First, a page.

Caboodle Ranch, Inc., was a self-proclaimed “cat rescue sanctuary” in Florida that claimed to give cats “everything they will ever need to live a happy healthy life.” PETA’s investigation found that the “ranch” was essentially a one-person “no-kill” operation that subjected some 500 cats to filth, crowding and chronic neglect.

Cats at Caboodle were denied veterinary care for widespread upper-respiratory infections and other ailments. Obviously ill cats with green and brown discharge draining from their eyes, noses and mouths were allowed to spread infection to other cats. During the course of PETA’s investigation, some cats died of seemingly treatable conditions.

Some cats, like Lilly, whose iris protruded through a ruptured cornea, were left to suffer month after month. PETA’s investigator offered to take Lilly to a veterinarian, but Caboodle’s founder refused, apparently scared that he might “get in trouble” if a cat in Lilly’s condition were seen by others. Lilly eventually died after months of neglect.

Cats are fastidiously clean animals, but at Caboodle they were forced to use filthy, fly-covered litterboxes. Maggots gathered in cats’ food bowls and covered medications and food kept in a refrigerator inside a dilapidated trailer teeming with cockroaches. Cats frequently escaped the ranch, putting the surrounding community’s animals at risk of disease. Prompted by PETA’s evidence, officials seized Caboodle’s animals, and its founder and operator faces cruelty-to-animals charges.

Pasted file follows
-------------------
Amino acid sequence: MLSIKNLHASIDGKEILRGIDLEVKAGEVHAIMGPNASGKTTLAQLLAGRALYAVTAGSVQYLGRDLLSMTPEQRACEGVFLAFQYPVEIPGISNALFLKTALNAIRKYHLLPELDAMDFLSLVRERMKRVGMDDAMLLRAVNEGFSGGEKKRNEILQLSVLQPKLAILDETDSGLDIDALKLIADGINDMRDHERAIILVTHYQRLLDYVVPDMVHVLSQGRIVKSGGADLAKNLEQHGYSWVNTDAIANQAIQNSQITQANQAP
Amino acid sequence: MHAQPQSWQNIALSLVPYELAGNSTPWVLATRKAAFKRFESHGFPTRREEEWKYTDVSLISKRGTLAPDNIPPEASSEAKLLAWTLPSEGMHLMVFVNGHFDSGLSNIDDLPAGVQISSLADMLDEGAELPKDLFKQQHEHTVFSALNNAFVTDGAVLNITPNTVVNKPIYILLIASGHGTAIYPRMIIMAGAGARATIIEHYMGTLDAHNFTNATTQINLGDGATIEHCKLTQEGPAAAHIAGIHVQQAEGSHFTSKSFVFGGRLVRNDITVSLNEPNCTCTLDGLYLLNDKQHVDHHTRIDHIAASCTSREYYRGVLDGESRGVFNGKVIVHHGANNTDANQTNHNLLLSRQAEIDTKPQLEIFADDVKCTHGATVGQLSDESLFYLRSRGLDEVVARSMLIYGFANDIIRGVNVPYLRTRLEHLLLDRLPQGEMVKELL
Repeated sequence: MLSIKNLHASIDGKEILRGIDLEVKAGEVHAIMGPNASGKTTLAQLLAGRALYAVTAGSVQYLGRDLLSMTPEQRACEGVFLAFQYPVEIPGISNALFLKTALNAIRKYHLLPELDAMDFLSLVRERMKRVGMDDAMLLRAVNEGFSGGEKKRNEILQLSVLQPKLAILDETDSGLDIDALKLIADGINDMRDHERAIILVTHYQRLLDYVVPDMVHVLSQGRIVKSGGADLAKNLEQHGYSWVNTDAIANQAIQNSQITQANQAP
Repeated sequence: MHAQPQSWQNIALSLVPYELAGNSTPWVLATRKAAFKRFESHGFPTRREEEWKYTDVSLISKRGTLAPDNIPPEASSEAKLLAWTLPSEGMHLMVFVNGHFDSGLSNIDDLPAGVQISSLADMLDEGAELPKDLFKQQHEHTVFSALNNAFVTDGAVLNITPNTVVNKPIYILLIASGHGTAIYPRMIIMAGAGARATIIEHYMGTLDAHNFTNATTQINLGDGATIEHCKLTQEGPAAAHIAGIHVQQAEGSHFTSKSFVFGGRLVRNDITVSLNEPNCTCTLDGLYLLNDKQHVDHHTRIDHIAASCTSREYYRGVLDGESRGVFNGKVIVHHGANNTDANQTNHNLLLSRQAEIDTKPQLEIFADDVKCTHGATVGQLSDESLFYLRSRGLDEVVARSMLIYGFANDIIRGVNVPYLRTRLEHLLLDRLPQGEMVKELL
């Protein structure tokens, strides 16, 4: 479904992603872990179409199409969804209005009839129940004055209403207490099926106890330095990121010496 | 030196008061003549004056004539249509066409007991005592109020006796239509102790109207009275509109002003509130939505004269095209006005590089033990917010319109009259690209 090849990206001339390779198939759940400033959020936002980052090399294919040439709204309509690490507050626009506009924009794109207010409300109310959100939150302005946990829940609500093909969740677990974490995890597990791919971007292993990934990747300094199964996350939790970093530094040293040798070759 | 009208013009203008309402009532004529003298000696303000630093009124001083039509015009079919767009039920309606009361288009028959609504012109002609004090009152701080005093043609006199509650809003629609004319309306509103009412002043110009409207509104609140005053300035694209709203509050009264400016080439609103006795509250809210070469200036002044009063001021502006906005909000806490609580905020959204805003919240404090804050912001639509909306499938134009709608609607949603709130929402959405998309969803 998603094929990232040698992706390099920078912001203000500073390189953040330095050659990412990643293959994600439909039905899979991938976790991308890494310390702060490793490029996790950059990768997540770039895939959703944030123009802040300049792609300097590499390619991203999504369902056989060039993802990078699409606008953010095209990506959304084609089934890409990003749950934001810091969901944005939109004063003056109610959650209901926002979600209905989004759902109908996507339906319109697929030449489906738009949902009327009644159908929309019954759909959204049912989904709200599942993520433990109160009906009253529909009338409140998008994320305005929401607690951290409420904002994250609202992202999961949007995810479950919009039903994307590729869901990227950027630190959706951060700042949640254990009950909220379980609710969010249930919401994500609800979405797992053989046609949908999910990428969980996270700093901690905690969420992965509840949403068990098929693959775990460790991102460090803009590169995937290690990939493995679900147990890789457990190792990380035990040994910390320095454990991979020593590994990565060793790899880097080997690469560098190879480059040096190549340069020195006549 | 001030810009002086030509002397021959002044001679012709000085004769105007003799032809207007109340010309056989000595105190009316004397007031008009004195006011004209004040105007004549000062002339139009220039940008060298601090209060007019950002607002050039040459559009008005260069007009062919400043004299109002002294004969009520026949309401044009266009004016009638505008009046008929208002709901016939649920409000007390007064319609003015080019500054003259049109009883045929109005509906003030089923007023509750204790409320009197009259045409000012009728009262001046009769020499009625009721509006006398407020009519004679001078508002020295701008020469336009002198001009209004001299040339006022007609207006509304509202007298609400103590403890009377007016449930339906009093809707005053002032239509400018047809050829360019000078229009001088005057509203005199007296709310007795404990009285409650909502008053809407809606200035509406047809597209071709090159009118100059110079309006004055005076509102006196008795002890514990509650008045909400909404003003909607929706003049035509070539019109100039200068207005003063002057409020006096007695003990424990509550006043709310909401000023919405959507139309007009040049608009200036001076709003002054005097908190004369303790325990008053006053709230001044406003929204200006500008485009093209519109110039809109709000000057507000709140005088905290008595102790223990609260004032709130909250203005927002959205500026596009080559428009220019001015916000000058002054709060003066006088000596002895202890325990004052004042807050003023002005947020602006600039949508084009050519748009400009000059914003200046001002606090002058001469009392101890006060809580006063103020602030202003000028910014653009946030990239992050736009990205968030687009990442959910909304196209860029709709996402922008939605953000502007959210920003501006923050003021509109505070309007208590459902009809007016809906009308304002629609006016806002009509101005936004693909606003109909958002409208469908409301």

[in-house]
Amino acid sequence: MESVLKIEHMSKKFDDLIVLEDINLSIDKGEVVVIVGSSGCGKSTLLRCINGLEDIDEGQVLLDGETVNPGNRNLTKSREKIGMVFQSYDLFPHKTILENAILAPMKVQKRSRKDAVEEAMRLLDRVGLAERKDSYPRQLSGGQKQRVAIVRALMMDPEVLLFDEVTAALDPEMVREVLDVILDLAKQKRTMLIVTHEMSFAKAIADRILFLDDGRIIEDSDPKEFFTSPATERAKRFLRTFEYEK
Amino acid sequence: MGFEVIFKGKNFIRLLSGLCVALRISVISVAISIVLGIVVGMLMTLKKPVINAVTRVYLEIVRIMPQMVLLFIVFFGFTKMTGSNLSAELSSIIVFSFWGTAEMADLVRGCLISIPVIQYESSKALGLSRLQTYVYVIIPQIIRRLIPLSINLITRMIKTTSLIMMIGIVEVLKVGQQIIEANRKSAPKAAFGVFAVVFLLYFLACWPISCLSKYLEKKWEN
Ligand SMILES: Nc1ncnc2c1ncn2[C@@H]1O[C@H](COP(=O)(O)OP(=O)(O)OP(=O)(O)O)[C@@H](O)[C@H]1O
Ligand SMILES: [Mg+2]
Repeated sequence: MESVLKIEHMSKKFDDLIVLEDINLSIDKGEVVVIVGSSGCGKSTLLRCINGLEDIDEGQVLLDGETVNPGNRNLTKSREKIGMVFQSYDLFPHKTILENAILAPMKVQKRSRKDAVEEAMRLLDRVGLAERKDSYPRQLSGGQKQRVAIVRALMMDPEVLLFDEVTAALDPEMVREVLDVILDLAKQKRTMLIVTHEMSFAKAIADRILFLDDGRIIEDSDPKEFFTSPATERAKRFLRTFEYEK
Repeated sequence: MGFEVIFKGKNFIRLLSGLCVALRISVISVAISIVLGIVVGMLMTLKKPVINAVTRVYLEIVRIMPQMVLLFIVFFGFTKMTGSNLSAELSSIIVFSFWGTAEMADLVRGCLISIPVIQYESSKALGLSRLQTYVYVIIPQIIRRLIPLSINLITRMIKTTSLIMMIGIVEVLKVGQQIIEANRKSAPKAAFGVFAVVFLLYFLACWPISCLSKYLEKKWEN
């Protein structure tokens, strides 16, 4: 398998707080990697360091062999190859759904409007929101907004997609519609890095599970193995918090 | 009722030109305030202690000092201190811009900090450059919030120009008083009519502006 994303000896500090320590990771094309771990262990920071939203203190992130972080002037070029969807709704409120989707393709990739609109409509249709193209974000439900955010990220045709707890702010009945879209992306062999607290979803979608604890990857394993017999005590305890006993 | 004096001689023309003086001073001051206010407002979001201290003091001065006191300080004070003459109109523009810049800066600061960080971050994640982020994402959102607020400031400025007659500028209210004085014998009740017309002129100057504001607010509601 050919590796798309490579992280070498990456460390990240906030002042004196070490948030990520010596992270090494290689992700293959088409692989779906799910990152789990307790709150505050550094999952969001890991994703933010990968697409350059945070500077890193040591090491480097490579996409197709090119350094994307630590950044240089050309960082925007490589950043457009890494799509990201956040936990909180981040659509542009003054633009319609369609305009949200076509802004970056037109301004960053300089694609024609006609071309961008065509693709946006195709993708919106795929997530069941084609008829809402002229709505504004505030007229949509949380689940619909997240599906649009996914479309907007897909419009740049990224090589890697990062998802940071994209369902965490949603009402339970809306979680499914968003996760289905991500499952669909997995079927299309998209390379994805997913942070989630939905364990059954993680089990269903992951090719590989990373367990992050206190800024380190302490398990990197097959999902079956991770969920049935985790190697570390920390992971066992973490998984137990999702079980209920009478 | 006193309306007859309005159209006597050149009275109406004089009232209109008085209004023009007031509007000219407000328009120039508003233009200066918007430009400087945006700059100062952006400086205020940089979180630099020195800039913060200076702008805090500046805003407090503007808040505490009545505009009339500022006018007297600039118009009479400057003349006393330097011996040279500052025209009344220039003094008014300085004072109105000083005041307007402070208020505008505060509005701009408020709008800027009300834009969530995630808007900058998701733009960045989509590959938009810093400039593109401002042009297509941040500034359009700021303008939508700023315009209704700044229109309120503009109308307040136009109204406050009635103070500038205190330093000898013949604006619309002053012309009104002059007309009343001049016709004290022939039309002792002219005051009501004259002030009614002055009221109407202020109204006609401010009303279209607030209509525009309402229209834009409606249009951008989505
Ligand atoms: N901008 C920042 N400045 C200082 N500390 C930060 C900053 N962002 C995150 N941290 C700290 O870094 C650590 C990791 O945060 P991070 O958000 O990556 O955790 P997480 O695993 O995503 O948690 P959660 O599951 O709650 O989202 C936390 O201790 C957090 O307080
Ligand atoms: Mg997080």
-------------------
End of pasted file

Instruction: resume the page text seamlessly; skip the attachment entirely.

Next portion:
Perhaps the most shocking aspect of this case is that it is not an isolated incident. In 2011, a PETA investigation revealed often fatal neglect of disabled, elderly and ailing animals at Angel’s Gate, a self-proclaimed animal “hospice and rehabilitation center” in New York. Our investigator documented that animals were allowed to suffer, sometimes for weeks, without veterinary care. Paralyzed animals dragged themselves around until they developed bloody ulcers. Other animals developed urine scald after being left in diapers for days. Angel’s Gate’s founder was recently arrested and charged with cruelty to animals.

In another case, in South Carolina, some 300 cats were kept caged, most for 24 hours a day, in an unventilated storage facility crammed with stacks of crates and carriers. PETA’s investigator found that the operator of this hellhole, Sacred Vision Animal Sanctuary, knowingly deprived suffering cats of veterinary care—including those plagued with seizures, diabetes and wounds infected down to the bone. When Sacred Vision’s owner was asked if sick animals could be taken to a veterinarian for help at no cost to her, she refused, instead attempting to doctor the suffering animals on her own. The cats in that case were seized by authorities, and the owner, who was in the midst of sending about 30 of her cats to Caboodle as authorities closed in on her, now faces cruelty charges.

Our animals count on us to do what’s best for them at all times. Unfortunately, there will always be purported “rescues” and “sanctuaries” that deceive people into giving them unwanted animals, who are often left to languish and die, terrified and alone. PETA’s files are full of letters from people grief-stricken over having left animals at these hellholes.

If you truly have no choice but to part with your animals because of circumstances beyond your control, try to enlist trusted friends and family to care for them temporarily until your situation improves. If no other suitable arrangement can be made, taking animals to a well-run open-admission shelter is the kindest option.

Whatever you do, never, under any circumstances, simply hand off unwanted or sick animals to a smooth-talking stranger and hope for the best. The animal companions you love so dearly will pay for it with their lives. And you will be left with a broken heart full of regret.

Dan Paden is a senior research associate for People for the Ethical Treatment of Animals (PETA); 501 Front St., Norfolk, VA 23510; www.PETA.org.